Which Hunter archetype will predominate? Time will tell, but don’t count Hunter out in the upcoming meta.
Mage can no longer rely on either the health-restoring powers of the Kabal, or the fiery denizens of Blackrock Mountain, so it must change. However, two discoveries in the Un’Goro Jungle will give the class what it needs to fight another day.
Let’s Do the Time Walk Again
Once upon a time, Wizards of the Coast, creator of Magic the Gathering, made a card called ‘Time Walk’. Its text read: “Take an extra turn after this one.” The card was quickly banned in almost every MtG format, as its sheer, unmitigated power became clear. Now, Blizzard Entertainment has looked at Hearthstone, and said: “Time Walk shall rise again.”
The Mage Un’Goro quest, Open the Waygate, requires the Mage to cast spells that the Mage didn’t start with. There’s plenty of ways for them to do this— new cards like Mana Bind and Primordial Glyph will give Mages plenty of discounted spells, while old classics like Babbling Book and Cabalist's Tome provide enough support that Mages will have spells coming out their ears.
The Mage quest reward, Time Warp, is the payoff. Like MtG’s Time Walk, Time Warp gives the Mage who casts it another turn— no questions asked. The potential is endless. In classic Hearthstone fashion, that potential mostly takes the form of killing your opponent from 30 Health, while time is stopped.
Two main variants of the deck seem like they could work. The first version plays Arcane Giants, followed by Alexstrasza to soften the opponent up as the Giants go in for the kill. The second, more complicated version involves playing two Sorcerer's Apprentices, then using Molten Reflections to copy them. Once the Mage has four Apprentices on the board, they can play Archmage Antonidas, then sling Fireballs with wild abandon!
Whatever version predominates, Time Warp Mage seems like it will be an extremely dangerous contender in the Year of the Mammoth.
A Tale of Fire and Water
Time Warp Mage is the Mage deck that will get all the attention, but Mages have another option at their disposal. Tempo Mage isn’t dead, and it’s the addition of Elementals that will bring it back to life.
While Mages may miss the tempo of Flamewaker, their newest toys, Flame Geyser and Steam Surger, give Elemental Tempo Mage value. Lots of value. Flame Geyser is simple removal that gives the Mage an Elemental activator; the card by itself isn’t special, but the number of Flame Geysers the Mage can get their hands on is.
Steam Surger can be thought of as the Mage equivalent of the now-rotated Tomb Pillager— a commanding, vanilla-statted body that generates something the Mage can use (in this case, more removal and Elemental activation tokens).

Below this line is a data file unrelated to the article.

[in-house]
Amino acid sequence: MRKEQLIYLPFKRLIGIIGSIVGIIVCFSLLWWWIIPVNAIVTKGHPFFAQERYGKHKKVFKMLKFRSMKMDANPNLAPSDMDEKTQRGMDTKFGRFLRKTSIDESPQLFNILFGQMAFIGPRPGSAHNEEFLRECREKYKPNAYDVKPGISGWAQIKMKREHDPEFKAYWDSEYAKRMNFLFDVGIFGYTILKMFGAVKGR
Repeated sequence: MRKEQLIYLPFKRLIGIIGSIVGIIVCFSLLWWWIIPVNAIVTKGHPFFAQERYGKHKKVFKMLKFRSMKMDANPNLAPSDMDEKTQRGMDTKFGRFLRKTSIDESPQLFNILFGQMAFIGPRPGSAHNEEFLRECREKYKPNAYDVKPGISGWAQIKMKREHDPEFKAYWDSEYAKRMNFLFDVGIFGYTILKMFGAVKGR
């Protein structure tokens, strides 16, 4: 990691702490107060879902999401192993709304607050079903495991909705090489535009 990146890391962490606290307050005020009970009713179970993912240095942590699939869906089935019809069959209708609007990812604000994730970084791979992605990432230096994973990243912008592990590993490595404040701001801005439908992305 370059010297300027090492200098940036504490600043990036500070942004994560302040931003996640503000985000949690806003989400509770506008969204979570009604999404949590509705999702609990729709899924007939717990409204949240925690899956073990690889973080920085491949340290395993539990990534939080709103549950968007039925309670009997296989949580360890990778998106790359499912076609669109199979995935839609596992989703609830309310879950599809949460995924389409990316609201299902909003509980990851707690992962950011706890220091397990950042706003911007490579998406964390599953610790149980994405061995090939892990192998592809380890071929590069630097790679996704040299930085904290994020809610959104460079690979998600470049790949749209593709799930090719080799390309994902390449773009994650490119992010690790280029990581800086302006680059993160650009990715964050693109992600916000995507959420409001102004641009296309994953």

This combination of removal and Elemental support adds up to make Mage one of the two classes that will be best able to use Journey to Un’Goro’s many Elementals. Blazecaller is effectively an extra copy of Firelands Portal with a guaranteed 6/6 body, while Water Elemental, the Classic Mage card, is gaining the Elemental tag for even greater synergy.
While Elemental Tempo Mage will probably be overshadowed by Time Warp Mage in the Mage direction, and by Elemental Shaman in the Elemental direction, it’s not worth counting the deck out— it could catch fire when you least expect it.
Galvadon’t Want None…
With Anyfin Can Happen gone, and the Grimy Goons’ Hand-buff strategy fallen flat, Paladin needs something new in the Un’Goro meta. Blizzard’s quest, The Last Kaleidosaur, seems to be pushing a strategy revolving around buffing the Paladin’s minions.
A deck that runs the quest would do things like stack buffs on Primalfin Champion and get them back once it dies, protect itself with Spikeridged Steed, and throw spells like Adaptation, Divine Strength, and Blessing of Kings around. Once the quest was complete, the Paladin would play the reward, Galvadon, Adapt it to be impossible to kill, and slam it into the opponent’s face for the win.
The catch with this buff-centric strategy is that it’s slow, and you don’t get enough of an effect for the buffs Paladin currently has available. To make matters worse, The Last Kaleidosaur has anti-synergy with the most recent crop of buffs released before Un’Goro— the hand-buff cards from Gadgetzan. Not only is Buff Paladin a bust, but the other Paladin cards Blizzard has printed are a tossed salad of Secret and Silver Hand Recruit synergy, which don’t quite add up to a full deck just yet.
It’s possible there may be a ‘Unicorn Paladin’ waiting out there to be discovered… but as it stands, there are winners and losers in the Year of the Mammoth— and Paladin’s gotten trampled.
Just Like Reno Jackson
Several months ago, we were privy to an interesting prediction from Blizzard designer Mike Donais: that Reno Priest was the only Kabal deck that would survive rotation. He was right— just not in the way everyone expected.